Nurses Speak Up as they Notice the Effects of Climate Change on their Patients

By path2positive

Nurses across the country can see the impacts of climate change on patient health. While many of these nurses are noticing these adverse health affects, not all have the time or proper guidance to advocate for action. There are a growing number of health professionals who feel they cannot remain silent, however, and Climate for Health is pleased that some of them are a part of our leadership team. Health professionals have a vital role to play in advocating for limits on carbon emissions, and other dirty sources of power. Laura Anderko, a nurse and educator at Georgetown University School of Nursing, and an active member of the Alliance of Nurses for a Healthy Environment (ANHE), is one of these leaders. Ms. Anderko understands the value of speaking up. We hope you'll take the time to read her article below, not only for the sake of learning about the overlaps between climate and health, but as an example of how health professionals can serve a significant public service role outside of the confines of patient examination rooms.


Safeguarding Our Climate Means Safeguarding Our Health

Roll Call

By Laura Anderko I August 26, 2015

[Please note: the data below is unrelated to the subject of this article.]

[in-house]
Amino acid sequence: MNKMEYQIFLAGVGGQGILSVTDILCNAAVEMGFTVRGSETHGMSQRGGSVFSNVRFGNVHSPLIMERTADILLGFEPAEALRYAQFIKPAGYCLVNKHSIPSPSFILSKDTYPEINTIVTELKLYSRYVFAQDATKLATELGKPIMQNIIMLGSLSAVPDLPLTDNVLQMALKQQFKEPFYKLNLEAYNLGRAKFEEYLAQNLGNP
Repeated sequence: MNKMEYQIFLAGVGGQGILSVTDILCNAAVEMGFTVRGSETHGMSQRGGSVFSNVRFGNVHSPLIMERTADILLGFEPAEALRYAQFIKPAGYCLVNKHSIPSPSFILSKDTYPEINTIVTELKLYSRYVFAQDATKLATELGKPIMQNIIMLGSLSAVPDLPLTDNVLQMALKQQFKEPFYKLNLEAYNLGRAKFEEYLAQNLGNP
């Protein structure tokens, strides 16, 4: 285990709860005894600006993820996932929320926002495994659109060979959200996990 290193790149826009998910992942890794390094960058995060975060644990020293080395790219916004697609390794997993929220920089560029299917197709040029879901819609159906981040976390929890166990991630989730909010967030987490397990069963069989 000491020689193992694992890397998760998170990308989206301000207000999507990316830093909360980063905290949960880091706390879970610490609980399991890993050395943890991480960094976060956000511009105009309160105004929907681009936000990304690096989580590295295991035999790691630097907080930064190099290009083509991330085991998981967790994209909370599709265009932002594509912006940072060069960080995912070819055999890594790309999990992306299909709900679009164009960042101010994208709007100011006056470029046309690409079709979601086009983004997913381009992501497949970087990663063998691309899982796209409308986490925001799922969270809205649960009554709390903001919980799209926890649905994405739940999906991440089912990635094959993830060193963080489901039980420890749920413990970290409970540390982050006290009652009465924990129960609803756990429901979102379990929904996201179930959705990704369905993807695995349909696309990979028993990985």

Many heath organizations and health care providers recognize climate change for what it is: a clear and present danger to public health. With the impacts of climate change making themselves felt around the country and around the world, our elected leaders must take action to prevent suffering and promote healthy and safe communities by supporting the Environmental Protection Agency’s Clean Power Plan.

The evidence that climate change is a significant health issue is undeniable. The Lancet, one of the world’s leading medical journals, has said climate change poses “an unacceptably high and potentially catastrophic risk to human health,” while U.S. Surgeon General Vivek Murthy has warned it will lead to more asthma attacks and more extreme weather events — such as floods and wildfires — that harm our health. In addition, more than 120 major health organizations have named climate change a serious public health issue.

That’s one important reason why the EPA has released the Clean Power Plan, which places the first ever federal limits on carbon pollution from power plants and will safeguard the health and wellbeing of Americans. This plan will be the greatest action the U.S. has ever taken against climate change.

Unfortunately, nurses like myself see the harmful health impacts of air pollution every day. In our offices, children gasp for breath during asthma attacks. Our patients suffer from heart attacks linked to dirty air. We cannot idly stand by and we cannot afford to delay action. Instead, we need to push for the strongest safeguards possible to protect vulnerable communities from pollution and climate change. Anything less is unacceptable and unethical.

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